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Call for UNHCR staff to join goal of ending HIV/AIDS-related discrimination

News Stories, 2 December 2013

GENEVA, December 2 (UNHCR) UN High Commissioner for Refugees António Guterres marked World AIDS Day with a call on the refugee agency's staff to join the campaign to end discrimination against people living with HIV/AIDS.

Noting that this year's theme was "Zero Discrimination," Guterres said that "stigma and discrimination continue to be a major barrier for people trying to access HIV prevention and treatment, driving them away from the information and services they need; exacerbating HIV risk and undermining the effectiveness of the response."

The High Commissioner, in a special message on Sunday to staff, said that refugees and other people of concern to UNHCR continued to be excluded from the national AIDS strategies in several host countries and their needs were not consistently addressed in proposals submitted to major donors. "Their exclusion is discriminatory and undermines effective HIV and AIDS prevention and care efforts both for refugees and host communities," he said.

Guterres stressed that UNHCR continues to strive towards optimal HIV and AIDS service provision for refugees, internally displaced people and others of concern. By the end of 2012, refugees in 93 per cent of host countries had access to antiretroviral therapy at a level similar to that of the surrounding population, he noted.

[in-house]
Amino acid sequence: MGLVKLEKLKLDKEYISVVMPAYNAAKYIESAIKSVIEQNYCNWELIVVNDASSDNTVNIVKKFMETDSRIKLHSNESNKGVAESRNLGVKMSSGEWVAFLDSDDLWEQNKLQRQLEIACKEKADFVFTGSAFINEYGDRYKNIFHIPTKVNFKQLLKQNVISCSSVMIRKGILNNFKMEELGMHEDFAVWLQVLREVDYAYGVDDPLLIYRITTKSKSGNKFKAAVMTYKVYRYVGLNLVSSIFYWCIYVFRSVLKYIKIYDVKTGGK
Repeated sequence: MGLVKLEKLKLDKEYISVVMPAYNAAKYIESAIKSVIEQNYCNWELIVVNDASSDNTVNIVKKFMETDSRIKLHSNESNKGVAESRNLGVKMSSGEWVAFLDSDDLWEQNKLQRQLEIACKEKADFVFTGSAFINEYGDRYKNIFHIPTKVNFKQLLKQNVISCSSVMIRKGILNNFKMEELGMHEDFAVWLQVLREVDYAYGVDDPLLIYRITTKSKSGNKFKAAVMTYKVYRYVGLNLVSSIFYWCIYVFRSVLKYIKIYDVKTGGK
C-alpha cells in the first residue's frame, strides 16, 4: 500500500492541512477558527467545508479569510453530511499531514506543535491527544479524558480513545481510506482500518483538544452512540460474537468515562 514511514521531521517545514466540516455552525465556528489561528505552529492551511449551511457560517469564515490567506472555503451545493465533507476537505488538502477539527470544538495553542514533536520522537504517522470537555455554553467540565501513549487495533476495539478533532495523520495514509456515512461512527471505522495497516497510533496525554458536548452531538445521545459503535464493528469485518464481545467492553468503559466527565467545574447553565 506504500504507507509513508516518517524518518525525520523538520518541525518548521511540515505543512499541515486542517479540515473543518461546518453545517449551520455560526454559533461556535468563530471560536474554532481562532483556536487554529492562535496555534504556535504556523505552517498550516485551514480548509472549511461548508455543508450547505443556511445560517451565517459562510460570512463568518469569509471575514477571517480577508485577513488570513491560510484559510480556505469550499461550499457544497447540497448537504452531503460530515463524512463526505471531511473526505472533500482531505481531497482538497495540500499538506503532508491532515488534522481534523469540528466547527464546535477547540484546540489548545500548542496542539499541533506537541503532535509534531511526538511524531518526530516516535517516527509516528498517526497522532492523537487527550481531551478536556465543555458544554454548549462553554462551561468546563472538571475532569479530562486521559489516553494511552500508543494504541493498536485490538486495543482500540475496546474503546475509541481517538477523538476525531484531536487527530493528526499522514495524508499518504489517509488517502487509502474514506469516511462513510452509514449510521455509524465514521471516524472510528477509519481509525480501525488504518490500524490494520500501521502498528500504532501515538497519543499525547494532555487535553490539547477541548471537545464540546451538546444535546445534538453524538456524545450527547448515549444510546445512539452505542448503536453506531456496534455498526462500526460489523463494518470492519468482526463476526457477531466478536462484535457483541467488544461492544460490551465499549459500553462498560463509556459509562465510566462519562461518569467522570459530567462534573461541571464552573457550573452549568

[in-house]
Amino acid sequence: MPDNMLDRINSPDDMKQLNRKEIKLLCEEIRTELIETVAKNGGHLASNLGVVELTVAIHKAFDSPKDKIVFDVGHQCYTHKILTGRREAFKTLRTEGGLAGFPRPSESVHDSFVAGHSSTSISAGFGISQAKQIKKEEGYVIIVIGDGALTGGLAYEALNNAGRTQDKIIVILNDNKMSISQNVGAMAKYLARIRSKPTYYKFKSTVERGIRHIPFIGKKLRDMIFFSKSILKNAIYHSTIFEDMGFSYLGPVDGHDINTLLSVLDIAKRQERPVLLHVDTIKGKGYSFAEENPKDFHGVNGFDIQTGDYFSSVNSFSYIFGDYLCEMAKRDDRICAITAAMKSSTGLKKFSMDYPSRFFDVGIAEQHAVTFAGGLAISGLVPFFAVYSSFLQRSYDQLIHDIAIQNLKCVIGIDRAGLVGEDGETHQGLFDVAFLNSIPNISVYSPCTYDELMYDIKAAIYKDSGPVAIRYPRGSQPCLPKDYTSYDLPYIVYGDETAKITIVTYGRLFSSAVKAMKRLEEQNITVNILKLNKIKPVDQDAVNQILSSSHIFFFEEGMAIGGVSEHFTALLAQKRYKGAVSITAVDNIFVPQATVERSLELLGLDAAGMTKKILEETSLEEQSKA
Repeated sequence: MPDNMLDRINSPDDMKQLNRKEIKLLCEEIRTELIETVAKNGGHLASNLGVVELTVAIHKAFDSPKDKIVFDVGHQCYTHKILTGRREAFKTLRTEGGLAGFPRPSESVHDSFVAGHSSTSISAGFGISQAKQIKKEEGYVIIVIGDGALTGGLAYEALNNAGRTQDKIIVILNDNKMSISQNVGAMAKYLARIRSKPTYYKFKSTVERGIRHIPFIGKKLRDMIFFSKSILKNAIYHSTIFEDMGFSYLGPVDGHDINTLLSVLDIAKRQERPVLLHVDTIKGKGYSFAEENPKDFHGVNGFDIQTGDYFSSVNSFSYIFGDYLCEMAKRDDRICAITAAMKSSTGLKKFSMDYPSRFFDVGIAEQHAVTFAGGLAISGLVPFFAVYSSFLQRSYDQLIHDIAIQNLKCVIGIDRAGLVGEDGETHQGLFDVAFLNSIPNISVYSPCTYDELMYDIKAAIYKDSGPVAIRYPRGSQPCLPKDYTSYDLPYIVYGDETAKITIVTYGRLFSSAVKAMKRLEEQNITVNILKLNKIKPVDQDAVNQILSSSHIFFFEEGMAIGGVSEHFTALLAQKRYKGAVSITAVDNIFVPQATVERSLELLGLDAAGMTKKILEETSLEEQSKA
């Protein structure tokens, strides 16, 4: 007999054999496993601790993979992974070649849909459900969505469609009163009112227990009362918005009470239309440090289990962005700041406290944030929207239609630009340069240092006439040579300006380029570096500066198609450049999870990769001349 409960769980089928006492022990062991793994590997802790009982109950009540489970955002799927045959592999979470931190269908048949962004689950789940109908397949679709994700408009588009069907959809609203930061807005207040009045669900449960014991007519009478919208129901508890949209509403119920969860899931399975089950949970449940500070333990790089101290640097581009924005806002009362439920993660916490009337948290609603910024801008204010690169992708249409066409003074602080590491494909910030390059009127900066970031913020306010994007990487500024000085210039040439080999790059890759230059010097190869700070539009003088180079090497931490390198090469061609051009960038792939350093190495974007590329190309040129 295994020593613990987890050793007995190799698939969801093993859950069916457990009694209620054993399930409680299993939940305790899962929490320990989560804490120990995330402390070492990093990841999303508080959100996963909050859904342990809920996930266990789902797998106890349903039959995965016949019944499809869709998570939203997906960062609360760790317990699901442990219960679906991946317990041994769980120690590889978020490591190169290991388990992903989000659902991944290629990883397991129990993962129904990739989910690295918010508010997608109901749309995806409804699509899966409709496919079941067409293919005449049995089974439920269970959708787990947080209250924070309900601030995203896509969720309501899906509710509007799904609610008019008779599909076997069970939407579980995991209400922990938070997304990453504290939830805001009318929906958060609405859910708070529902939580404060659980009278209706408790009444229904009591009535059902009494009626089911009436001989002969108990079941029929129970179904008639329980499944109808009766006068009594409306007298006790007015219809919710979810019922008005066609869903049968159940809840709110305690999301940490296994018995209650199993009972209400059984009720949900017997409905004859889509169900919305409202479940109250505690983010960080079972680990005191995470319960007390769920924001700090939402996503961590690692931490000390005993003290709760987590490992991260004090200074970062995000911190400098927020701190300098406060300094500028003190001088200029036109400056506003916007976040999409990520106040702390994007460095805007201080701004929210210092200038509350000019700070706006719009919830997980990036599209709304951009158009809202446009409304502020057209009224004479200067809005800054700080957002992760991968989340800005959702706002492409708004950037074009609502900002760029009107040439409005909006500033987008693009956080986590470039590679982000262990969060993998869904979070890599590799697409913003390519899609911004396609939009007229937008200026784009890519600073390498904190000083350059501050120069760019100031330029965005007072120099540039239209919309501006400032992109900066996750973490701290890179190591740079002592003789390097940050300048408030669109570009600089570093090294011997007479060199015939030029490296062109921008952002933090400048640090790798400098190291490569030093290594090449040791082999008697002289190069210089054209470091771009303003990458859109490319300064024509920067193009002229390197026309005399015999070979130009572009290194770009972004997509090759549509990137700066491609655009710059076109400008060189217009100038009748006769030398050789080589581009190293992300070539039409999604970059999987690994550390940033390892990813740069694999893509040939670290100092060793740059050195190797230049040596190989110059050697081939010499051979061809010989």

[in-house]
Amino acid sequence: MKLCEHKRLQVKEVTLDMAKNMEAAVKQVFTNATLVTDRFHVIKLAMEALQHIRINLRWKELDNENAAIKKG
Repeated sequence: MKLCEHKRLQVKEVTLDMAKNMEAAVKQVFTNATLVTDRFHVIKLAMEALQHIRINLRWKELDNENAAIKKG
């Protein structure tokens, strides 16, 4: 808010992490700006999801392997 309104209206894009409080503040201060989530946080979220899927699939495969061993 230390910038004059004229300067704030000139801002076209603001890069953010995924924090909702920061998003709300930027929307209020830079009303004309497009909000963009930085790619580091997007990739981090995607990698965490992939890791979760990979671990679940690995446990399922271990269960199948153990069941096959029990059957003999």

During the conflict this year in the Central African Republic, UNHCR was instrumental in working with the government and the Global Fund to Fight AIDS, Tuberculosis and Malaria to address the disruption of antiretroviral treatment, as part of its co-leading role with the World Food Programme in the UNAIDS Division of Labour for HIV in emergencies.

"Another priority is the provision of post-exposure prophylaxis (PEP) to rape survivors, an area in which most countries have shown sustained improvement in this area from 2010 to 2012. For example, in Tanzania the percentage of rape survivors receiving PEP rose from 49 per cent to 80 per cent during that period, and in Kenya from 54 per cent to 98 per cent. However, stigma and discrimination are among the challenges that have many countries still struggling to reach the standard of 100 per cent," Guterres said.

"Key populations at a higher risk of HIV infection including sex workers, people who use drugs and others continue to face high levels of stigma and discrimination," he noted while adding that UNHCR and its partners implement a number of initiatives to address the protection and health needs of sex-workers as well as sexually exploited and abused adolescents, for example in East Africa and Latin America.

Stressing the important role that all UNHCR staff can play in eliminating HIV-related stigma and discrimination from the workplace, Guterres said: "Discrimination and intolerance diminish us all, and they can affect not only our persons of concern, but also our staff and loved ones."

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HIV and AIDS

Read about UNHCR's provision of HIV and AIDS protection, prevention, treatment and more.

International Women's Day 2013